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Faculty & Research

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Cynthia Wolberger

Department Affiliation Primary: Biophysics & Biophysical Chemistry
RankProfessor
Phone Numbers410-955-0728
Lab: 410-955-3967
Fax: 410-955-0637
Emailcwolberg@jhmi.edu
School of Medicine Address725 N. Wolfe St.
714 WBSB
Baltimore MD 21205
Link to Lab Homepage
Cynthia Wolberger

Research Topic: Structural and molecular mechanisms of ubiquitin signaling and chromatin modifications; regulation of transcription

Protein function is dynamically regulated in the cell by reversible posttranslational modifications. Lysine side chains are subject to a remarkably diverse array of modifications, ranging from acetylation to the attachment of polyubiquitin chains. Acetylation plays a central role in regulating transcription, whereas ubiquitination plays diverse roles, targeting substrates for degradation as well as non-degradative roles  in a variety of signaling pathways. We use a combination of x-ray crystallography, solution biochemistry, cell-based assays, and a variety of biophysical tools to gain insights into the mechanisms underlying these essential cellular processes.
 
A current focus is on ubiquitination events centered on chromatin, which regulate transcription and the response to DNA damage. In addition to its best-known role in targeting proteins for proteasomal degradation, ubiquitination also plays a non-degradative role in transcriptional regulation, DNA damage repair, and the inflammatory response. A ubiquitin modification can consist of a single ubiquitin protein or a polyubiquitin chain in which the C-terminus of one ubiquitin is covalently linked to one of seven lysine residues on the next. The particular linkage type determines biological function: K48-linked polyubiquitin chains target proteins for destruction by the proteasome, whereas K63-linked chains play a non-degradative role in DNA damage tolerance and NF-kB activation. Monoubiquitination, in turn, places a key role in transcription activation and repression, as well as intracellular trafficking. We study the mechanism by which mono- or polyubiquitin signals are attached to and removed from chromatin, as well as how histone ubiquitination regulates transcription and the DNA damage response. We are also interested in the mechanism of cross-talk between histone ubiquitination, acetylation and methylation, which together orchestrate the complex events underlying mRNA transcription and DNA repair.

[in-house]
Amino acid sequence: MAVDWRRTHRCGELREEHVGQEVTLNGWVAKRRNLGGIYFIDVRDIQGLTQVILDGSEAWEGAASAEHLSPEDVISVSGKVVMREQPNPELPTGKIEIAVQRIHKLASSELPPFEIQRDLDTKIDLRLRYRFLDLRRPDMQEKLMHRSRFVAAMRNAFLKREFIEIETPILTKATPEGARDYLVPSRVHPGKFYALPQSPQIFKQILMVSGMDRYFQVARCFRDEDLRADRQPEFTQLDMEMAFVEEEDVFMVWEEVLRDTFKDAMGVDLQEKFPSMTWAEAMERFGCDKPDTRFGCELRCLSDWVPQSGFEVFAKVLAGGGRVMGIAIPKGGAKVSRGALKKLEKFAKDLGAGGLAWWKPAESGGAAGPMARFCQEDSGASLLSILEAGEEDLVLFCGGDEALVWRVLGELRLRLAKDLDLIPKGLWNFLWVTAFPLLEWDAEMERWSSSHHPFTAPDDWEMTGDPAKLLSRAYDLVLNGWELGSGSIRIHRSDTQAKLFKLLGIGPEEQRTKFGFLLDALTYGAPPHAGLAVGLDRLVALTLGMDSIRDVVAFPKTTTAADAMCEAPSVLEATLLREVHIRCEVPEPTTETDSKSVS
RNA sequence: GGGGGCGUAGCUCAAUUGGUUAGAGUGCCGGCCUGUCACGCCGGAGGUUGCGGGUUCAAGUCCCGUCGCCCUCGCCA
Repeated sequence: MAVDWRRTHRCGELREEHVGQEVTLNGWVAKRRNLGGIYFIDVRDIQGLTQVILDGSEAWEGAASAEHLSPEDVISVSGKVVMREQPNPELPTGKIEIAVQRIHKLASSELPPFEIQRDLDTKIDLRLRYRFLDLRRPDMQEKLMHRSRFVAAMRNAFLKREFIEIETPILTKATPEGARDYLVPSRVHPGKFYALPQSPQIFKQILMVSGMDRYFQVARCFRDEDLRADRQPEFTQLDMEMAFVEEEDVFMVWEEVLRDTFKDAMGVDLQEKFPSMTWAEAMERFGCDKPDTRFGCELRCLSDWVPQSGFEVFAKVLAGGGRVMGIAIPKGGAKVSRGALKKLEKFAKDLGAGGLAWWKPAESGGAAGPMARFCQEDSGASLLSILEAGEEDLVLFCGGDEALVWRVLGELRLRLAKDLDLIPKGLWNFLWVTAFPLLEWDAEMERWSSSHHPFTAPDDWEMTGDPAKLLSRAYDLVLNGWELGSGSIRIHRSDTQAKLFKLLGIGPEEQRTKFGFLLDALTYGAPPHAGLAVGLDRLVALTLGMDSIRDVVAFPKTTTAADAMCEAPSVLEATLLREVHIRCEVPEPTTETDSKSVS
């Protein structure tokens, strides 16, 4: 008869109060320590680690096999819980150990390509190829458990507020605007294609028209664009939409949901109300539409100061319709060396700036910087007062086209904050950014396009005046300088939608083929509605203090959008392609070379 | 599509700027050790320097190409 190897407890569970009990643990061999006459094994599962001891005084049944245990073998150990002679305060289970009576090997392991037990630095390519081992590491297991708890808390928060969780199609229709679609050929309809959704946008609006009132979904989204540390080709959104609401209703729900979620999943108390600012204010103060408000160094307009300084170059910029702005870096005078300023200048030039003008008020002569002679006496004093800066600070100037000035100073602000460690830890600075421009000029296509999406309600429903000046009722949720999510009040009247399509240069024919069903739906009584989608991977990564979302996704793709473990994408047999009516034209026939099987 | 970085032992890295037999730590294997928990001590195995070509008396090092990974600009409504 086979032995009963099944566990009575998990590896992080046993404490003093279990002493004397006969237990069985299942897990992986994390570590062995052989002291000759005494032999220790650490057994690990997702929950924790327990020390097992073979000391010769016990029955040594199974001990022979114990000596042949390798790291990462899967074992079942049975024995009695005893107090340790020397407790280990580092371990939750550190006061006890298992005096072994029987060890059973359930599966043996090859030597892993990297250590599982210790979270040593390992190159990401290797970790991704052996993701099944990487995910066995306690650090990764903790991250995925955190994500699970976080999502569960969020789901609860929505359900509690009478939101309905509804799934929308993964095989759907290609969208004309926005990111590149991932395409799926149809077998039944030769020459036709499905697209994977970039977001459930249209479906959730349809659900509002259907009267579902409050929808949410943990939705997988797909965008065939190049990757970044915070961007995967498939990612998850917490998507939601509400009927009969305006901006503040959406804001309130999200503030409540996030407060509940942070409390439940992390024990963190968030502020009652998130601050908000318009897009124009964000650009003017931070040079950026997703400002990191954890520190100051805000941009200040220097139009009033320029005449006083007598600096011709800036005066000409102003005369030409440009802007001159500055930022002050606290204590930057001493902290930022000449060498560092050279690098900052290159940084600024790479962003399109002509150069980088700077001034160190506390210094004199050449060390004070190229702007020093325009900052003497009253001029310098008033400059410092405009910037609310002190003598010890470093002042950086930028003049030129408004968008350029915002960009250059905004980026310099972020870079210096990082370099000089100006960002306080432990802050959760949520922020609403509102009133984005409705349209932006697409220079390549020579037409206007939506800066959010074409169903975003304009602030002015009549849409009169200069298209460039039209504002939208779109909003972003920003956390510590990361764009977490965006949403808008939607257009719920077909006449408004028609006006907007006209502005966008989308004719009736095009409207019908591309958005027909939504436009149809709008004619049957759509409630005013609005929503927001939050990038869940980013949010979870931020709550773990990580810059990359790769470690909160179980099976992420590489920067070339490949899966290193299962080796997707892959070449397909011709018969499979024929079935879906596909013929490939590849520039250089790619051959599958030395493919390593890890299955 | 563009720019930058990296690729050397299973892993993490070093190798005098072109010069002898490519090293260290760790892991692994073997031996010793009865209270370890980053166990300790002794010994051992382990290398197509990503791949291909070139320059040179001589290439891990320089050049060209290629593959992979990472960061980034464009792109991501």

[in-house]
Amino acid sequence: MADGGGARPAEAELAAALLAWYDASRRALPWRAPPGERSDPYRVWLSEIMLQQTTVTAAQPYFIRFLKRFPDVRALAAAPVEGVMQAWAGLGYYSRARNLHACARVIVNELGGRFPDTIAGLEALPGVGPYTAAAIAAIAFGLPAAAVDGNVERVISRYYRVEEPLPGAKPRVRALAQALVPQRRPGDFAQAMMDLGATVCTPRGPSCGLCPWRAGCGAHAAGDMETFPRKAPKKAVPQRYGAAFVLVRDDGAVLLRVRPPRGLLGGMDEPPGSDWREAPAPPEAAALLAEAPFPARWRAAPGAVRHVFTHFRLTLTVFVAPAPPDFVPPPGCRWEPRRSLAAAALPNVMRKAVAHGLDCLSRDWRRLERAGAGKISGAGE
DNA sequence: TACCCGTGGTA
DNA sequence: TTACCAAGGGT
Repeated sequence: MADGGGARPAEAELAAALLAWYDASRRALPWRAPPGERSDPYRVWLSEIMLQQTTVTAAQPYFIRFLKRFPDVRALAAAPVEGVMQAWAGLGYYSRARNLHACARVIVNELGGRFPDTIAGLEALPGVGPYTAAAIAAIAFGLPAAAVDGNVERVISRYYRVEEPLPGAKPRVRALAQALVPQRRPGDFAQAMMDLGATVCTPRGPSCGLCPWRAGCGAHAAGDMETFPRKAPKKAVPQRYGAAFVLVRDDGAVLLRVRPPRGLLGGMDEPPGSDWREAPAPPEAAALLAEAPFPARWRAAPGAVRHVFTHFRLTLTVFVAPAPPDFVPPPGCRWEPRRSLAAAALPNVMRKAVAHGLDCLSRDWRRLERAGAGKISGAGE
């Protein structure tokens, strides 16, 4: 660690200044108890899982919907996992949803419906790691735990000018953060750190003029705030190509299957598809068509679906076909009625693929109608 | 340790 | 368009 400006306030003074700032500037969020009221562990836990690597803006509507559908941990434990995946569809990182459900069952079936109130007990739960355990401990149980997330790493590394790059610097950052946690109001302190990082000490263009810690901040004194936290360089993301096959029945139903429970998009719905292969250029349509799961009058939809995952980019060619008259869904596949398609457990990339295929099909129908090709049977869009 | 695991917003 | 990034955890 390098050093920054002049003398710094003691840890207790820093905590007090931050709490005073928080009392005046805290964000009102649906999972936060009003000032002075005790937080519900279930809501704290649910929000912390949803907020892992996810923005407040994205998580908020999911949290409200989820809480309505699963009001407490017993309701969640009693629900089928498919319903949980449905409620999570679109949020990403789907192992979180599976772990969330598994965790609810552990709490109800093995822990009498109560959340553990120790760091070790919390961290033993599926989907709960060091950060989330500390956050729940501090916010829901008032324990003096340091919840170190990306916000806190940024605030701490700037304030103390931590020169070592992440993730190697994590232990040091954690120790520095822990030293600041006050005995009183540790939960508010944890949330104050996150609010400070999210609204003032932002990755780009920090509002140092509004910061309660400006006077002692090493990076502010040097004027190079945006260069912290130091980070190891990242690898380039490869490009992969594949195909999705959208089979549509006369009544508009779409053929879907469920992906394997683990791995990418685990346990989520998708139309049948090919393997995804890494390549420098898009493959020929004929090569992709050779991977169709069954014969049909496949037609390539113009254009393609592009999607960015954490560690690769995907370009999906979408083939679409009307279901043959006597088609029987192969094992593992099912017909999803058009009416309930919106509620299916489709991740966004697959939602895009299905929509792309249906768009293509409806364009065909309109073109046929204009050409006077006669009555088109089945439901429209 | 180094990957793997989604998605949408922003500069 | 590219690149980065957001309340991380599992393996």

Publications:

Morgan M, Haj-Yahya M, Ringel AE, Bandi P, Brik A, Wolberger C (2016) Structural basis for histone H2B deubiquitination by the SAGA DUB module. Science 351(6274):725-8.
PubMed Reference

Ringel AE, Cieniewicz AM, Taverna SD, Wolberger C (2015) Nucleosome competition reveals processive acetylation by the SAGA HAT module. Proc Natl Acad Sci U S A. 112(40):E5461-70.
PubMed Reference 

Wiener R, DiBello AT, Lombardi PM, Guzzo CM, Zhang X, Matunis MJ, Wolberger C.(2013) E2 ubiquitin-conjugating enzymes regulate the deubiquitinating activity of OTUB1. Nat Struct Mol Biol. 20:1033-9.
PubMed Reference

Berndsen CE, Wiener R, Yu IW, Ringel AE, Wolberger C. (2013) A conserved asparagine has a structural role in ubiquitin-conjugating enzymes. Nature Chem Biol. 9: 154-6.
PubMed Reference

Wiener R, Zhang X, Wang T, Wolberger C. (2012) The mechanism of OTUB1-mediated inhibition of ubiquitination. Nature 483: 618-22.
PubMed Reference
 
Samara, N.L., Datta, A.B., Berndsen, C.E., Zhang, X., Yao, T., Cohen, R.E., and Wolberger, C. (2010) Structural insights into the assembly and function of the SAGA deubiquitinating module. Science 328:1025-9.
PubMed Reference
 
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